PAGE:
Making his festival debut in 1999, Kepa has since returned to grace Glasgow with a magic touch for revitalising his native traditions with the aid of his trusty trikitixa (a Basque diatonic accordion with a wealth of heritage under its belt.) The Royal Concert Hall being the stage set for his return, the question arose over whether Kepa would bring a fresh approach to his live stage performance, deviating from his prior visits to Scotland’s live music hub. Not failing to disappoint, Kepa came armed with his secret weapon; Leioa Kantika Korala, a 15 strong female choir adorned in multi-coloured harem pants ready to unleash a oscillating sway in time to their harrowing harmonies. Reminiscent of classic Bollywood, the choir was received with varied degrees of trepidation by the notably maturing crowd the concert had attracted, bringing an almost public school choir dimension to the carnivalesque fiesta theme the music strived to evoke.
Despite this aesthetic and oral pleasure cocktail, the real magic of Kepa’s performance lay in his cheeky-chappy approach to audience participation. Undeniably, Kepa is a man who clearly enjoys what he does and has no qualms about showing it. Toying with audience expectation, the Basque accordionist approached the performance as one would approach an experimental jam session in a mate’s garage over a few tinnies and a common idealist notion for creating something wholly individual. Carrying his concert off the beaten track of expectation, Kepa used his spotlight as a means for indulging in masterful accordion solos. Beginning his score with mellow, understated folk songs, audience members twitched with the anticipation of an explosive climatic encore courtesy of the jig-friendly ‘Bok-Espok’. Admittedly, without the aid of a faithful programme, the language barrier between the Basque musician and his majority English speaking audience created a degree of distance as he failed to communicate the story behind his music, leaving the crowd uncomfortably awkward and gawping at his attempts to connect with them. Nevertheless, his crowd interaction had undeniable results managing to secure a standing ovation from an all seated auditorium and encouraging a daring few to throw a few shapes in the aisles.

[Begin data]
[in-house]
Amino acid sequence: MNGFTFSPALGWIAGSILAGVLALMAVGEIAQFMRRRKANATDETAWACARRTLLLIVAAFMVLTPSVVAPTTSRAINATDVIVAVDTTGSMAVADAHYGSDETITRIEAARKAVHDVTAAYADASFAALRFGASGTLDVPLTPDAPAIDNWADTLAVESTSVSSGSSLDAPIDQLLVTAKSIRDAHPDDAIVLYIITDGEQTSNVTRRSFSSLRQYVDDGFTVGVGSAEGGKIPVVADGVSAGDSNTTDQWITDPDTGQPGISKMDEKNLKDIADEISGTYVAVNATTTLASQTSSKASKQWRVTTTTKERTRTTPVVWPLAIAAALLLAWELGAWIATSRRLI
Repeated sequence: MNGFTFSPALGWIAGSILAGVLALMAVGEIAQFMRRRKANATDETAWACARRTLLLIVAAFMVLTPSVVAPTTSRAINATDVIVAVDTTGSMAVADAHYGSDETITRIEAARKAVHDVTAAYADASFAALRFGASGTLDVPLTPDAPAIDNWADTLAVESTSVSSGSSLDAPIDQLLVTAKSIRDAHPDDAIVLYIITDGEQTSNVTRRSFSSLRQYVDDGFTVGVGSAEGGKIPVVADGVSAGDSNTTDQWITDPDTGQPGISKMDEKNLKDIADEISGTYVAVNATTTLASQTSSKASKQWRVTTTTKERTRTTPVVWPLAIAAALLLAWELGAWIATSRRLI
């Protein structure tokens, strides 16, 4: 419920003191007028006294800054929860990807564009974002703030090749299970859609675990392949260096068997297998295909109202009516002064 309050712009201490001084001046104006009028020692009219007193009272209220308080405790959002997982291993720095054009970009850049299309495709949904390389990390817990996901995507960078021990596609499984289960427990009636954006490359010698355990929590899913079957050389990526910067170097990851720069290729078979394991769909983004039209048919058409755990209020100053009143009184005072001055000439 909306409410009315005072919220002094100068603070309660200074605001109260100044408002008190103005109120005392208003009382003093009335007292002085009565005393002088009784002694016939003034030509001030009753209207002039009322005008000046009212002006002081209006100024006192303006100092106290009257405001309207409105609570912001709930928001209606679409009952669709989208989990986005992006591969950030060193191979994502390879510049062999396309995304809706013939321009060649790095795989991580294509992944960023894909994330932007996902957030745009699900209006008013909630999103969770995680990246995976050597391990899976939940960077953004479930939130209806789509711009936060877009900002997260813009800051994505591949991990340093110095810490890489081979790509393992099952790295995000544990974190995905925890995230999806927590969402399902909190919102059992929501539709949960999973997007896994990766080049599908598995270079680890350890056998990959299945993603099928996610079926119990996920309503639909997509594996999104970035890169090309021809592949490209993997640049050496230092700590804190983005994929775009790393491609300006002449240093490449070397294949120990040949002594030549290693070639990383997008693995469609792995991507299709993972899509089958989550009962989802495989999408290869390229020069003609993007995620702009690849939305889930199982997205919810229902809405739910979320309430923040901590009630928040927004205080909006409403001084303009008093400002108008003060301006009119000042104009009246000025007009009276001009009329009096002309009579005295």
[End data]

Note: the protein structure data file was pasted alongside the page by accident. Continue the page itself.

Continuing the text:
Challenging the sceptics in his transformation of the music of Basque mountain shepherds into an inspiring Spanish fiesta, there is no doubt that Kepa’s genius and individual innovation championed the Celtic Connections once again. The audience were left stomping in time to the frivolous folk and swaying with the esoteric harmonies as they exited, wondering what he would bring to the table on his next visit to the tartan nation.